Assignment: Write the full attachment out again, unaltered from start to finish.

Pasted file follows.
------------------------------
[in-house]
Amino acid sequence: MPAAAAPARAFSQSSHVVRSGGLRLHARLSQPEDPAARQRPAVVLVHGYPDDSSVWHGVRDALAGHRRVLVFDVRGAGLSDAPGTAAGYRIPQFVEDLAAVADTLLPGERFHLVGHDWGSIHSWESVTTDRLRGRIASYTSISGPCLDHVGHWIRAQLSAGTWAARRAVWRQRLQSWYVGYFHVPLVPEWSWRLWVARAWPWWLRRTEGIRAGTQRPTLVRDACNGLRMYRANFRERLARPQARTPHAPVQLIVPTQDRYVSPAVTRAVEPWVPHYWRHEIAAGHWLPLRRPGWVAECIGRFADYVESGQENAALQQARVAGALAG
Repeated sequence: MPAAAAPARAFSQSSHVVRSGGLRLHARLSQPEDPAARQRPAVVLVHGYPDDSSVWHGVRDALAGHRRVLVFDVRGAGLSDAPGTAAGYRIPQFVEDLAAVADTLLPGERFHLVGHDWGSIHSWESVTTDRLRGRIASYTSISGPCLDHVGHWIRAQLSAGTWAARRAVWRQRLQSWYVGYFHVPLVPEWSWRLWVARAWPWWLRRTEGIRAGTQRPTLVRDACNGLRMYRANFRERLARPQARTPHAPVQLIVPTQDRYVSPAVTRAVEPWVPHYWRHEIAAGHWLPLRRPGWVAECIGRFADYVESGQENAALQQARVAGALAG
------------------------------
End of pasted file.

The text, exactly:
[in-house]
Amino acid sequence: MPAAAAPARAFSQSSHVVRSGGLRLHARLSQPEDPAARQRPAVVLVHGYPDDSSVWHGVRDALAGHRRVLVFDVRGAGLSDAPGTAAGYRIPQFVEDLAAVADTLLPGERFHLVGHDWGSIHSWESVTTDRLRGRIASYTSISGPCLDHVGHWIRAQLSAGTWAARRAVWRQRLQSWYVGYFHVPLVPEWSWRLWVARAWPWWLRRTEGIRAGTQRPTLVRDACNGLRMYRANFRERLARPQARTPHAPVQLIVPTQDRYVSPAVTRAVEPWVPHYWRHEIAAGHWLPLRRPGWVAECIGRFADYVESGQENAALQQARVAGALAG
Repeated sequence: MPAAAAPARAFSQSSHVVRSGGLRLHARLSQPEDPAARQRPAVVLVHGYPDDSSVWHGVRDALAGHRRVLVFDVRGAGLSDAPGTAAGYRIPQFVEDLAAVADTLLPGERFHLVGHDWGSIHSWESVTTDRLRGRIASYTSISGPCLDHVGHWIRAQLSAGTWAARRAVWRQRLQSWYVGYFHVPLVPEWSWRLWVARAWPWWLRRTEGIRAGTQRPTLVRDACNGLRMYRANFRERLARPQARTPHAPVQLIVPTQDRYVSPAVTRAVEPWVPHYWRHEIAAGHWLPLRRPGWVAECIGRFADYVESGQENAALQQARVAGALAG